Government assailed on abortion policy

Lorrie Goldstein
Wednesday, January 9, 1985

An organization representing 150 Ontario doctors yesterday accused the provincial government of making legal abortions in Ontario unnecessarily dangerous for women.

Spokesmen for the Medical Reform Group of Ontario, who want the health ministry to legally recognize abortion clinics, said the risk to a woman’s health increases the longer she is forced to wait for an abortion.

Dr. Debby Copes, a Toronto family physician, said women trying to obtain legal abortions in Ontario hospitals often face medically unacceptable delays because only so much operating room time per week is allocated for abortions.

She said this effectively establishes a quota system, meaning women seeking legal abortions aren’t getting them as fast as they should.

Copes said studies show the level of risk increases 15-fold for a women who has an abortion between the 15th and 16th week of pregnancy, compared with a woman who has one between the 11th an 12th week.

Despite this, she said, more than 10% of all abortions performed annually in Canada occur between the 13th and 16th week, double the number that occur during that period in the U.S., where abortion clinics are legal.

Dr. John Frank, an assistant professor of preventive medicine and biostatistics at the University of Toronto, said women whose abortions are delayed face increased risks of infection, bleeding and perforation of the uterus.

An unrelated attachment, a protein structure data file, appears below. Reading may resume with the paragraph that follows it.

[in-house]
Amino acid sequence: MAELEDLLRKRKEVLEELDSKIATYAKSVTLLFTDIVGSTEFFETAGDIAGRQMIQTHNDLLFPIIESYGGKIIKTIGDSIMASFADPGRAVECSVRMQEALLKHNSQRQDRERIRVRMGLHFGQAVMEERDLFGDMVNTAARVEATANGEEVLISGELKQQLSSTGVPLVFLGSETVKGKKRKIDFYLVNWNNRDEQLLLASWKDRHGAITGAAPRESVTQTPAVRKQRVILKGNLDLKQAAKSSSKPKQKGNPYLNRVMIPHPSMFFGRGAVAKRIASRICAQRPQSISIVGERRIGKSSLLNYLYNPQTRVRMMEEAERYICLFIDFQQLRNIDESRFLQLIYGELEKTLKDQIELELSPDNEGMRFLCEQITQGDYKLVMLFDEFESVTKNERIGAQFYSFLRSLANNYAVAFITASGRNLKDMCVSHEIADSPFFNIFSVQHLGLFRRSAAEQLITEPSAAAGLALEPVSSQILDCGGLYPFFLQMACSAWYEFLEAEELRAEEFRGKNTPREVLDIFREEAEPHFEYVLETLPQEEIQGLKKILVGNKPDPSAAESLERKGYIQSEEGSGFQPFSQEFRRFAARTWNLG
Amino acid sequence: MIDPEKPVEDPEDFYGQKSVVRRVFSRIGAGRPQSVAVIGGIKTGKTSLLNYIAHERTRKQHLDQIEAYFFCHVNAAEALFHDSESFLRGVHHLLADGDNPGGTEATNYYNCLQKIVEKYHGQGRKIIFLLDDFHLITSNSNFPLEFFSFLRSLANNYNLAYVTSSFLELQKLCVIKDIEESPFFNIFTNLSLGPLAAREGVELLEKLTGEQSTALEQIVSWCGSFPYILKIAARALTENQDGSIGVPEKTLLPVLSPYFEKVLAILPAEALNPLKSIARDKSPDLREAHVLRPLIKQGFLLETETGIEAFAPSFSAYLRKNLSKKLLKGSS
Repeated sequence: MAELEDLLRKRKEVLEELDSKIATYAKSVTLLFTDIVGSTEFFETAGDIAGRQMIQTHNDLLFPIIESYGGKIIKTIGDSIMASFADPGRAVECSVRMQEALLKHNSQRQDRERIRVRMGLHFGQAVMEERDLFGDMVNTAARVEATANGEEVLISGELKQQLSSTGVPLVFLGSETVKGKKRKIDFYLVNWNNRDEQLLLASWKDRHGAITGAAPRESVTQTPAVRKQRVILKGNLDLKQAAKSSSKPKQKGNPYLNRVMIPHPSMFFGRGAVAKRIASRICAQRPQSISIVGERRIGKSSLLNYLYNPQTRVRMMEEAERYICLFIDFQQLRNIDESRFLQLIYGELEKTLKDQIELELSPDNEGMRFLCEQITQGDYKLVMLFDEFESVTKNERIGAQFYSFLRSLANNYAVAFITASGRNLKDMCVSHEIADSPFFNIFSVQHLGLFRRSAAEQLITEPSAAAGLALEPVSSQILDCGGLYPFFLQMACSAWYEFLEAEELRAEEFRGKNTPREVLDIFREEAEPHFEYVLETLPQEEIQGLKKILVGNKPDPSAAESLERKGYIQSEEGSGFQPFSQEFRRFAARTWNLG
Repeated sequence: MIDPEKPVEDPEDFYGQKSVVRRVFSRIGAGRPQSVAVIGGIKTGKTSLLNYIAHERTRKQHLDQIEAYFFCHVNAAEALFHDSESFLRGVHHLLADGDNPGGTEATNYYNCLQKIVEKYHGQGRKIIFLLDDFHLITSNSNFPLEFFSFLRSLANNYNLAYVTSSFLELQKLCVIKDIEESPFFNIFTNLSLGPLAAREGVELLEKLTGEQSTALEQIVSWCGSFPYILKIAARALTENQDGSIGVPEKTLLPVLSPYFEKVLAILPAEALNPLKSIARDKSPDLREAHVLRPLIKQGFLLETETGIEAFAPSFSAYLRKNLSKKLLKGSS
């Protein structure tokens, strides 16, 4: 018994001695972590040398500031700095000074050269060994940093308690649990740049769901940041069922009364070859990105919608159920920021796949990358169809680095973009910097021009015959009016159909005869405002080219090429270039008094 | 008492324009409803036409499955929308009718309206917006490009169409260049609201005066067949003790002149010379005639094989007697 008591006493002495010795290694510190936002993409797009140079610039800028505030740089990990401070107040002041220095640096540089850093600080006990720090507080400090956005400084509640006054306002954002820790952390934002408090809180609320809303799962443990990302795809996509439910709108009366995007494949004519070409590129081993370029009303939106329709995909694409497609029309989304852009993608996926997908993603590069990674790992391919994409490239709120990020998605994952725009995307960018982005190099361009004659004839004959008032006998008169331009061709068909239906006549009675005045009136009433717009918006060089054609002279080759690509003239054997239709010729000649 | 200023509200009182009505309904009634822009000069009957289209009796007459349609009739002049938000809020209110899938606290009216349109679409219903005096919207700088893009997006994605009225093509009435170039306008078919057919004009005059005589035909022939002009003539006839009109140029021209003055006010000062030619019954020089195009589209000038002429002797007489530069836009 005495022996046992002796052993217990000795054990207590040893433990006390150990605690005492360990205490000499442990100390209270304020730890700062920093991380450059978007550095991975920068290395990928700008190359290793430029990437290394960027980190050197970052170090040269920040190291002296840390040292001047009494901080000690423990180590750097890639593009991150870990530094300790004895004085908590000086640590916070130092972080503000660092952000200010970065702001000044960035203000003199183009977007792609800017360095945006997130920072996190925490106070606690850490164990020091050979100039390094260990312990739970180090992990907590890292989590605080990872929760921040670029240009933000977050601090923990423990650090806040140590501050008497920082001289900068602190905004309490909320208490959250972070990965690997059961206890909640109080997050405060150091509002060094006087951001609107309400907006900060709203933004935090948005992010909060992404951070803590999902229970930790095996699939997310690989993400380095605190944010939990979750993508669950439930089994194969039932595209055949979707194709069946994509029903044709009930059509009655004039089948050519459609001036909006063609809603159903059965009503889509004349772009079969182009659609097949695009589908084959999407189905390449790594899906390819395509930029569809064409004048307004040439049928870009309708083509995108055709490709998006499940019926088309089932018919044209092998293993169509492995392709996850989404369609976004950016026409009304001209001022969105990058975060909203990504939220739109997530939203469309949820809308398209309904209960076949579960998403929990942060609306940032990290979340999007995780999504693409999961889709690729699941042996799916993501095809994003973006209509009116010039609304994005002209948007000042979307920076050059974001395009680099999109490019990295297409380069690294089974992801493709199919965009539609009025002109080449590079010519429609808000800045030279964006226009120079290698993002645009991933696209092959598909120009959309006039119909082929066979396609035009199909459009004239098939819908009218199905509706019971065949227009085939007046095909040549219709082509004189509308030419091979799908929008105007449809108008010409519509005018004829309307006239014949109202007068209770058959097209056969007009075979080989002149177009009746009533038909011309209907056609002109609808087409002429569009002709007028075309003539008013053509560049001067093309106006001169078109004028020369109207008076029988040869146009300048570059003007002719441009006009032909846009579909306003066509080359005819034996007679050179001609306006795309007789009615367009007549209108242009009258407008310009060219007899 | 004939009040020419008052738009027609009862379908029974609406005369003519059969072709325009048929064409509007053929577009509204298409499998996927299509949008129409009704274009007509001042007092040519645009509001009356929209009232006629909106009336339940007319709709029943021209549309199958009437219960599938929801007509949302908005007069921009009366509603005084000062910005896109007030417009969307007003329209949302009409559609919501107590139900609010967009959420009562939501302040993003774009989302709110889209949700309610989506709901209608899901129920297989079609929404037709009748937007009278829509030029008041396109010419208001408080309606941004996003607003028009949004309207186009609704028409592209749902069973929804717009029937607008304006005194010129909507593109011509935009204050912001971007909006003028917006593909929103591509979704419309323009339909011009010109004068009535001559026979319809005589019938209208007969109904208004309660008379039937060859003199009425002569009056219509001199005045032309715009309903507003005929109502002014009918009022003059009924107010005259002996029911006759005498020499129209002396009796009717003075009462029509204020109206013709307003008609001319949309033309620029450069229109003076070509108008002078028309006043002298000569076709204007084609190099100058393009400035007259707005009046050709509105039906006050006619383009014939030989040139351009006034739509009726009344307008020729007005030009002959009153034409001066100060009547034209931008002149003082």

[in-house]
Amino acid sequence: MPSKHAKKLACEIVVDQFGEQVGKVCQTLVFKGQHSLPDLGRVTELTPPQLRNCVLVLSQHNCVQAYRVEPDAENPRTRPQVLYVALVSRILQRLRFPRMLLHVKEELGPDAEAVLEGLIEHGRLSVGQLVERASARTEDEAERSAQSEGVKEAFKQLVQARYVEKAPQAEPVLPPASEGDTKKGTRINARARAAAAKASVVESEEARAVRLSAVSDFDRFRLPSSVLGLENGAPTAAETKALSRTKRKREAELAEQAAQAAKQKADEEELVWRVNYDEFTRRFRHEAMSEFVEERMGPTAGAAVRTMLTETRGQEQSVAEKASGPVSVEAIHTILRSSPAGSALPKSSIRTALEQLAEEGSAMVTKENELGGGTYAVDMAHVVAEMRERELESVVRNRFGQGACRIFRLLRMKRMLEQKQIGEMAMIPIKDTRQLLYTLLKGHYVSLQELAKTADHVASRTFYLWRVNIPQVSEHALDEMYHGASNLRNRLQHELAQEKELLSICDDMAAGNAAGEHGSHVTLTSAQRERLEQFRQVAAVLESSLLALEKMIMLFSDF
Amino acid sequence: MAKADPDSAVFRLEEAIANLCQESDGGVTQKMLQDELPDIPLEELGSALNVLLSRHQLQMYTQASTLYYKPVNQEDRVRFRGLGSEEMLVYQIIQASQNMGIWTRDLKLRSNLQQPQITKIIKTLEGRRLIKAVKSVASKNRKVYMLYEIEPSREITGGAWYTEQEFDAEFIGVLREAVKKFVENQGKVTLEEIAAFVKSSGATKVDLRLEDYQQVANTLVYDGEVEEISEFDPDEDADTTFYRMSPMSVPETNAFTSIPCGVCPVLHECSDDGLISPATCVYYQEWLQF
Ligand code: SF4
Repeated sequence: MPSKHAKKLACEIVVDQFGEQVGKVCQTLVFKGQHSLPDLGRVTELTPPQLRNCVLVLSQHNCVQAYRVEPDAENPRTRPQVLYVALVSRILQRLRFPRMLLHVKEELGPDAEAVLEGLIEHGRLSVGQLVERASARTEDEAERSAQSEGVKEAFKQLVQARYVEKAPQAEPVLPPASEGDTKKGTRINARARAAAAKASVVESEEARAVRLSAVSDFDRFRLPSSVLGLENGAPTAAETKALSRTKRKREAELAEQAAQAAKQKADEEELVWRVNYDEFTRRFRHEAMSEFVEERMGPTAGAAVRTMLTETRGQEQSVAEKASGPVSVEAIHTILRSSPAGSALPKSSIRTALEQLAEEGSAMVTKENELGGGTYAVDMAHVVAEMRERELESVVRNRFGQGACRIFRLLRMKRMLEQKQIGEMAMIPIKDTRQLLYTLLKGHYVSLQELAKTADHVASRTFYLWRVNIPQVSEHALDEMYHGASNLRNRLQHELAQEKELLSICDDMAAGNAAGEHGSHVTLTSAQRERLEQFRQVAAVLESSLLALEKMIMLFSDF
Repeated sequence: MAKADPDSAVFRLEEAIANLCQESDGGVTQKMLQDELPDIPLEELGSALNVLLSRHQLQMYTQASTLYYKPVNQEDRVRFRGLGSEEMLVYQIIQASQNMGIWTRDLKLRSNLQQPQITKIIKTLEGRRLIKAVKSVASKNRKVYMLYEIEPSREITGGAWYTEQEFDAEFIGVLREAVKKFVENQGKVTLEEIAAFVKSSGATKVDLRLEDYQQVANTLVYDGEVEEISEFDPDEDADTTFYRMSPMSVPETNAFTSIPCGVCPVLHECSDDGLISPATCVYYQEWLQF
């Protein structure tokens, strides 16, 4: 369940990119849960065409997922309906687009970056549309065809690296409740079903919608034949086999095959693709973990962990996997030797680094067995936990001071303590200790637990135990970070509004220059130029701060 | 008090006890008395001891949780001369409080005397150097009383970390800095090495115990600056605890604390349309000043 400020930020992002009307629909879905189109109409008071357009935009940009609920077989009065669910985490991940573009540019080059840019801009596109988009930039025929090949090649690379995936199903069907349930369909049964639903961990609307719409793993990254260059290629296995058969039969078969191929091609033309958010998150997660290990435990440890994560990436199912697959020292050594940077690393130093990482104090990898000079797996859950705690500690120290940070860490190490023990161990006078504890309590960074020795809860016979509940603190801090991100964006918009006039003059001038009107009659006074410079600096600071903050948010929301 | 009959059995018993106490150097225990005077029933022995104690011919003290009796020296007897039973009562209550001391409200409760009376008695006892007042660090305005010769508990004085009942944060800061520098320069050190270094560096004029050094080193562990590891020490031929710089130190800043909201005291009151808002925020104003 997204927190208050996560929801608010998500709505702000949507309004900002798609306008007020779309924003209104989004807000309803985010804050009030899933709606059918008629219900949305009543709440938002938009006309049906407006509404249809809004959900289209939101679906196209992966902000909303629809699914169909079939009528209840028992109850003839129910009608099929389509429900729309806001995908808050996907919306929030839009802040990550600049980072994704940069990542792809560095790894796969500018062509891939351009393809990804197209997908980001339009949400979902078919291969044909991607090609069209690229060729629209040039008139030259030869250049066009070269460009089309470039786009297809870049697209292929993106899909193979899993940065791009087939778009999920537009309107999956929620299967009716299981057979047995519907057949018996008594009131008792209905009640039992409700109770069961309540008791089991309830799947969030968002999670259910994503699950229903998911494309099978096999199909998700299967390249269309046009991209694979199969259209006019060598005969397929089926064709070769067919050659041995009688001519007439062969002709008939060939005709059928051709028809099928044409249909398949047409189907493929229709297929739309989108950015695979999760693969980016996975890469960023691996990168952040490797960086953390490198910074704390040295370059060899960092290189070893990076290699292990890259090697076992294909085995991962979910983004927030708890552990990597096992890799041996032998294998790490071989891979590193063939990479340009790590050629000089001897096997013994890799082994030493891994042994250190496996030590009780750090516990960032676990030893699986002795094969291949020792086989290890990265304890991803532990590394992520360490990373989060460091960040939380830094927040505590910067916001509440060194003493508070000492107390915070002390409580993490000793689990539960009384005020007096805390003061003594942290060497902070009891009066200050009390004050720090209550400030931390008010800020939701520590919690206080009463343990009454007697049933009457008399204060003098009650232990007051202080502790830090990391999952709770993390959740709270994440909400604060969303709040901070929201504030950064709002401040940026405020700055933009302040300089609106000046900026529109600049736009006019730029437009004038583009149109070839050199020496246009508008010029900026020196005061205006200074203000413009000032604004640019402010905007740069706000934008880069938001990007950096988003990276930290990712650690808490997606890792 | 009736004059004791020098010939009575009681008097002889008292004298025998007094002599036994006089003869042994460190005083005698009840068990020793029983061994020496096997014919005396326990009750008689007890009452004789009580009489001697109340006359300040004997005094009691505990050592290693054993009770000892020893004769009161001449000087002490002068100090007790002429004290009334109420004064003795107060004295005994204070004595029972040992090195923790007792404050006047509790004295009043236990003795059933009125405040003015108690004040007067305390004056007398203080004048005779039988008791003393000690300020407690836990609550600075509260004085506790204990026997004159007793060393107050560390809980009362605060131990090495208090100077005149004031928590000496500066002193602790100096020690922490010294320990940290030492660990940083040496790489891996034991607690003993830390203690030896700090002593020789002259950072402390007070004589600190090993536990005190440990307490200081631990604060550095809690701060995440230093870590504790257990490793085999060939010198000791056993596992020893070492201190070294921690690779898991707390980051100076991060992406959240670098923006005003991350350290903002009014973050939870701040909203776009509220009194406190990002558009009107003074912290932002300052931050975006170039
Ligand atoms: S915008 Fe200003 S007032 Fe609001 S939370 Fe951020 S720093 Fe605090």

“We are saying these delays can be dangerous to women,” he said adding ministry must bear a major portion of the responsibility for the medical problems that result from delayed abortions.

Frank said the solution is for the ministry to recognize abortion clinics as “public hospitals” under the Public Hospitals Act, and to recognize them as “approved hospitals” having the right to perform abortions under federal law.

Dr. Miriam Garfinkle, a Toronto family physician, said the province should recognize Dr. Henry Morgentaler’s Toronto abortion clinic and similar facilities that other doctors would establish.

But ministry spokesman Doug Enright said yesterday that Health Minister Keith Norton has already rejected a request from Morgentaler to have his clinic legally recognized by the province.

He said nothing further will be done at least until Ontario’s appeal of Morgentaler’s acquittal on a charge of conspiring to procure a miscarriage is heard.

Enright also said the medical reform group’s concerns should be directed to Ottawa, which passed Canada’s present abortion law, not Queen's Park.

Related Topics: AbortionHealth Care AccessHealth Care in OntarioReproductive RightsWomen’s Health